Between COVID supply chain issues and rising geopolitical tensions with China, there’s been renewed interest in the United States for American-made goods. But what does “Made in America” mean?
Seems pretty straightforward, but the definition may not be so clear-cut, at least when it comes to a new program to encourage homegrown green energy projects. And that could have major financial implications for companies hoping to pursue subsidies.
Phred Dvorak reported on this conundrum for the Wall Street Journal, where she covers climate and the energy transition, and joined Texas Standard to discuss. Listen to the interview above or read the transcript below.
Texas Standard: First, can you explain why the “Made in the USA” label matters to companies that are involved in green energy infrastructure?
Phred Dvorak: There are a number of ways in which the Inflation Reduction Act, which is one of the sources of a lot of subsidies for green energy projects, encourages things to be made in the USA, and it does that by giving bonus tax credits, for example. If your project has enough “Made in America” equipment or maybe it has some criteria in order to get some tax credits, you have to have a certain amount of U.S.-made or ally-made materials and other sorts of things.
So that seems pretty straightforward to me. I mean, if you make it here, you get a break. But there is some gray area – some ambiguity, as you report. Where does that come from?
Well, if you think of a product like a solar panel – it’s made of the panels, obviously. But then there are all kinds of components, like the aluminum frames that they sit in or silicon that is crafted in various ways, sliced and made into all these subcomponents. So which parts of those have to be made in the USA in order for it to qualify as a “Made in the USA” product? That’s a big question because, right now, the USA doesn’t have much of anything.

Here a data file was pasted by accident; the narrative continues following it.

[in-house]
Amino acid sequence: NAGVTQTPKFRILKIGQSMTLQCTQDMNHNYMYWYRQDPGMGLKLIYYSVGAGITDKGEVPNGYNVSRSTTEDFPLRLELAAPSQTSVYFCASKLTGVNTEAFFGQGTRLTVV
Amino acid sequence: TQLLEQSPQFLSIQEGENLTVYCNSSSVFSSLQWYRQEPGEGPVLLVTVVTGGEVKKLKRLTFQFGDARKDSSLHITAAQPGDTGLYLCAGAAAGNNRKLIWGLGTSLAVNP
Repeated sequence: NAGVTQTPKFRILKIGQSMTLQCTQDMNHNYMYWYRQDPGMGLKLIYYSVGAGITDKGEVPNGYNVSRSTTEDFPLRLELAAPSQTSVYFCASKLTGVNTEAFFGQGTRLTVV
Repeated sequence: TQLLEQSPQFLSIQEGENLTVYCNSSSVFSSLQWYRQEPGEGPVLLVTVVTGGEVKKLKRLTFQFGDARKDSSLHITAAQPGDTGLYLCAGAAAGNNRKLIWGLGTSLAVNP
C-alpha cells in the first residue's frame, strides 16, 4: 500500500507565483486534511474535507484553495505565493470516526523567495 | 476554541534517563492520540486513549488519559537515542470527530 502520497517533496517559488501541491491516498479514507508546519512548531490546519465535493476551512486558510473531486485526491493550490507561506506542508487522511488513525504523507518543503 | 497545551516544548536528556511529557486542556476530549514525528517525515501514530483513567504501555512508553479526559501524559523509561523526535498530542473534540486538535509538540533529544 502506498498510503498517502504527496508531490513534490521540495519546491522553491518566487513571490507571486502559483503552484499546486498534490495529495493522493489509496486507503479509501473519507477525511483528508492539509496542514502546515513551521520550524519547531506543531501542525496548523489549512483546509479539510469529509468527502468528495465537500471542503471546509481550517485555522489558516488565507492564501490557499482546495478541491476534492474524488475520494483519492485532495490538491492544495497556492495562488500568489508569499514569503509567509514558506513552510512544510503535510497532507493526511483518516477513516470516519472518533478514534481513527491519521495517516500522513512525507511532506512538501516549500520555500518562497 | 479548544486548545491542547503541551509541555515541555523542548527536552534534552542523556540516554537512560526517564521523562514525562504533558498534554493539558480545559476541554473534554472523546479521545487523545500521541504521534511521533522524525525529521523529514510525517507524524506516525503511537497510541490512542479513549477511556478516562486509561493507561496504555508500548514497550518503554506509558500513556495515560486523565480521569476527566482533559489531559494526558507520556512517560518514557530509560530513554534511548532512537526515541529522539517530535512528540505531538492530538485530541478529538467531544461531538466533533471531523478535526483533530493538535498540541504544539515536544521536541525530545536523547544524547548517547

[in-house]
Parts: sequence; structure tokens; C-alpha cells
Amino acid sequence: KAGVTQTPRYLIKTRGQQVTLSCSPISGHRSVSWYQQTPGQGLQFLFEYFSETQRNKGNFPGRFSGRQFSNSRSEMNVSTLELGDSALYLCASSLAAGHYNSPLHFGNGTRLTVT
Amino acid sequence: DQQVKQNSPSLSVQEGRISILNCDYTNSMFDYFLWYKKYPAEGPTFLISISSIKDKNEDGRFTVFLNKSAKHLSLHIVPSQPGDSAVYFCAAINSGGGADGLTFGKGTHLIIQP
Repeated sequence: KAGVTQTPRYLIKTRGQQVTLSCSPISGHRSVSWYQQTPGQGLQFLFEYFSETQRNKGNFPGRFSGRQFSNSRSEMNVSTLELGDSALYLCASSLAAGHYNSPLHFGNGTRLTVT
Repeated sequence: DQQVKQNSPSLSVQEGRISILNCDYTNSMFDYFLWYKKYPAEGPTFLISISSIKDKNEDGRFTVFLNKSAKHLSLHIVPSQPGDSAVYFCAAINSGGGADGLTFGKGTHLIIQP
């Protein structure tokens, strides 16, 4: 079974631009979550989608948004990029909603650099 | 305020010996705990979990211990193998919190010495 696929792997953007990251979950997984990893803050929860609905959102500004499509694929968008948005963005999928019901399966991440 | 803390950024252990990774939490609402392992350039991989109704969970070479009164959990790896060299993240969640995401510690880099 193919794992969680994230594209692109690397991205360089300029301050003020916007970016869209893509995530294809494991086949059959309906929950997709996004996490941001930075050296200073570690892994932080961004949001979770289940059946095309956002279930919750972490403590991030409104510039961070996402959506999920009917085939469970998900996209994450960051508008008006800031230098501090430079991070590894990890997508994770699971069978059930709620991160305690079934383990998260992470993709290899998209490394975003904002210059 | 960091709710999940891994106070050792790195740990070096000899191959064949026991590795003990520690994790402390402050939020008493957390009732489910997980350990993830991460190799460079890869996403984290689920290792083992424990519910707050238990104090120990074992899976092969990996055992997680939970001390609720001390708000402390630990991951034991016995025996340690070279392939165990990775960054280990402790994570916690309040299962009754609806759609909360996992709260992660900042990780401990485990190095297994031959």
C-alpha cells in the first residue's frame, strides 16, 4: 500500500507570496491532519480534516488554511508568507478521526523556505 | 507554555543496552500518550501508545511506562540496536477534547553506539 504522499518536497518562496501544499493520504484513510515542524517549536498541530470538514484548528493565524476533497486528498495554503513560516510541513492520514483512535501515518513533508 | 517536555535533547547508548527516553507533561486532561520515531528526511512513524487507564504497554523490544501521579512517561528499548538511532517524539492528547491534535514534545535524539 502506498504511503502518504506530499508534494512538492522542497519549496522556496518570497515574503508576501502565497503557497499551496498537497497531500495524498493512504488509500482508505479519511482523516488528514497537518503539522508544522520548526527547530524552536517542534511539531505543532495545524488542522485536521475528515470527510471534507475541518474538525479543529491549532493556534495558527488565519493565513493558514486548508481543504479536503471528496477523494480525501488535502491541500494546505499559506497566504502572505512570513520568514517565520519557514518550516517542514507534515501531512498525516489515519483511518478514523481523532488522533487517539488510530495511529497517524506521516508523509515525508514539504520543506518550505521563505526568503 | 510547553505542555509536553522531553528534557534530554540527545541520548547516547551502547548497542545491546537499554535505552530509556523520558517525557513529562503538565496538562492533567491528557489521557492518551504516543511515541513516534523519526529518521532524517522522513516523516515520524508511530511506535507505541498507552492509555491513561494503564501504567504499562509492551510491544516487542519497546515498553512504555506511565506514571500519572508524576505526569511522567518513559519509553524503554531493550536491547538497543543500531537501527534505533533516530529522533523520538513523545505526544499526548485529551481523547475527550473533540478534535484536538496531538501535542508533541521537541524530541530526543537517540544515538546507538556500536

Oh, interesting. Could you say a little bit more about the ways in which we’re lagging behind being able to deliver some of these pieces of infrastructure?
Well, the U.S. doesn’t manufacture much in solar, for example. The solar supply chain is largely controlled by China. In fact, China is the leader in most of these green energy manufacturing and technologies. So in some parts of the supply chain, the solar supply chain, China controls 97-98% of that component. And so if you wanted to build a solar panel in the U.S. all the way from the beginning to the end, there is a lot of investment in a lot of different pieces in manufacturing that have to be brought here.
So are we seeing a scramble to set up the kind of manufacturing infrastructure required to make some of these components here in America to take advantage of the incentives from the Inflation Reduction Act? I mean, how are companies trying to take advantage of this?
Yes, there is definitely a scramble to take advantage of the incentives, and part of that is moving factories to the U.S. or starting up factories in the U.S. There are also, if you are a green project developer, like an energy developer – if you are making a solar farm – then you get a bonus credit if enough of your project has “Made in America” equipment. So everybody’s trying to figure out what that means, what is enough and what is the equipment. Depending on the answer, you may get more or less factories deciding that they can locate here.
Well, I think the next natural question then is who gets to decide that answer of what is enough or what are the right components?
Well, officially, it’s the job of the IRS because a lot of this is being done through tax credits. And so it’s the Treasury and the IRS that are deciding these details. But, of course, they’re getting a lot of help. The Department of Energy, I think, is consulting with them. Plus they have asked for comments from the public. And there are dozens and dozens and dozens of letters from companies and governments and industry associations lobbying for various ways of defining this domestic content.